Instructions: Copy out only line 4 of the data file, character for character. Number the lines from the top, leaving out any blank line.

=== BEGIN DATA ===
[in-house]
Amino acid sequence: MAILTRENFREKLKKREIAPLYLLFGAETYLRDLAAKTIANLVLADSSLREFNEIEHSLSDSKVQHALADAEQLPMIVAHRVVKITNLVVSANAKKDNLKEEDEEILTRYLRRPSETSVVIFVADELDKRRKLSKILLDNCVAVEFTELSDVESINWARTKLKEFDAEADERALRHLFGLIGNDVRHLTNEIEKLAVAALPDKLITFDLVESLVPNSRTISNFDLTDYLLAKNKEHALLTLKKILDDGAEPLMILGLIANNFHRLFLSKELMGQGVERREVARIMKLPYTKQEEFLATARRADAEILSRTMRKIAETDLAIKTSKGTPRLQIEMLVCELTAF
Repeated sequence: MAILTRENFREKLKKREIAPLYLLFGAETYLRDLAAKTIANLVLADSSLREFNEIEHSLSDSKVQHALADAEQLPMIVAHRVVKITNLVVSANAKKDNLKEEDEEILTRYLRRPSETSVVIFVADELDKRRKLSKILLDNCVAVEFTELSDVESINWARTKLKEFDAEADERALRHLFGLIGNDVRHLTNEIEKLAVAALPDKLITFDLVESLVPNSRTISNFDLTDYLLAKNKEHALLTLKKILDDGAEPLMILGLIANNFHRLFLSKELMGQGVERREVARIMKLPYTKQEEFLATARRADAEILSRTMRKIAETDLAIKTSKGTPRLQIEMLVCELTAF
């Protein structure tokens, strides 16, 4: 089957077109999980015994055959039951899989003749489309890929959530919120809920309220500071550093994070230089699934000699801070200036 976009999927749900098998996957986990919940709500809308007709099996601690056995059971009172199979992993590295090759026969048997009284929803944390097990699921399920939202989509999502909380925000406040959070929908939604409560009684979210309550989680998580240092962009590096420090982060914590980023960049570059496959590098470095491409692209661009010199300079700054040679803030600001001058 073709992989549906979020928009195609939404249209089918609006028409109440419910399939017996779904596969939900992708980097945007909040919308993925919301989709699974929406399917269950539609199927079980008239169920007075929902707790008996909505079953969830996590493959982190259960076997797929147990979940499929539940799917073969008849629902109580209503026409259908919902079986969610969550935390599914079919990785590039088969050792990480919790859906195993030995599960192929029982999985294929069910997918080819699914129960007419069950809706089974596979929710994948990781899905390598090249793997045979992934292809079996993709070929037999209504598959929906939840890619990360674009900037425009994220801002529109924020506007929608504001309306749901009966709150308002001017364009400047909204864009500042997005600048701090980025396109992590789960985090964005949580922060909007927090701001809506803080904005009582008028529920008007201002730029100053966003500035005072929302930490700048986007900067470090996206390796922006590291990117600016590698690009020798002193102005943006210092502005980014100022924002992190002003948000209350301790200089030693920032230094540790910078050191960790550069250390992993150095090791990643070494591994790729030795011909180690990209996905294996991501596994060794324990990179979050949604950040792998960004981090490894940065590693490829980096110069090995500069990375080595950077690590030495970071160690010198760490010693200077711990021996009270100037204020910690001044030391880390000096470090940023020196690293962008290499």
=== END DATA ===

């Protein structure tokens, strides 16, 4: 089957077109999980015994055959039951899989003749489309890929959530919120809920309220500071550093994070230089699934000699801070200036 976009999927749900098998996957986990919940709500809308007709099996601690056995059971009172199979992993590295090759026969048997009284929803944390097990699921399920939202989509999502909380925000406040959070929908939604409560009684979210309550989680998580240092962009590096420090982060914590980023960049570059496959590098470095491409692209661009010199300079700054040679803030600001001058 073709992989549906979020928009195609939404249209089918609006028409109440419910399939017996779904596969939900992708980097945007909040919308993925919301989709699974929406399917269950539609199927079980008239169920007075929902707790008996909505079953969830996590493959982190259960076997797929147990979940499929539940799917073969008849629902109580209503026409259908919902079986969610969550935390599914079919990785590039088969050792990480919790859906195993030995599960192929029982999985294929069910997918080819699914129960007419069950809706089974596979929710994948990781899905390598090249793997045979992934292809079996993709070929037999209504598959929906939840890619990360674009900037425009994220801002529109924020506007929608504001309306749901009966709150308002001017364009400047909204864009500042997005600048701090980025396109992590789960985090964005949580922060909007927090701001809506803080904005009582008028529920008007201002730029100053966003500035005072929302930490700048986007900067470090996206390796922006590291990117600016590698690009020798002193102005943006210092502005980014100022924002992190002003948000209350301790200089030693920032230094540790910078050191960790550069250390992993150095090791990643070494591994790729030795011909180690990209996905294996991501596994060794324990990179979050949604950040792998960004981090490894940065590693490829980096110069090995500069990375080595950077690590030495970071160690010198760490010693200077711990021996009270100037204020910690001044030391880390000096470090940023020196690293962008290499």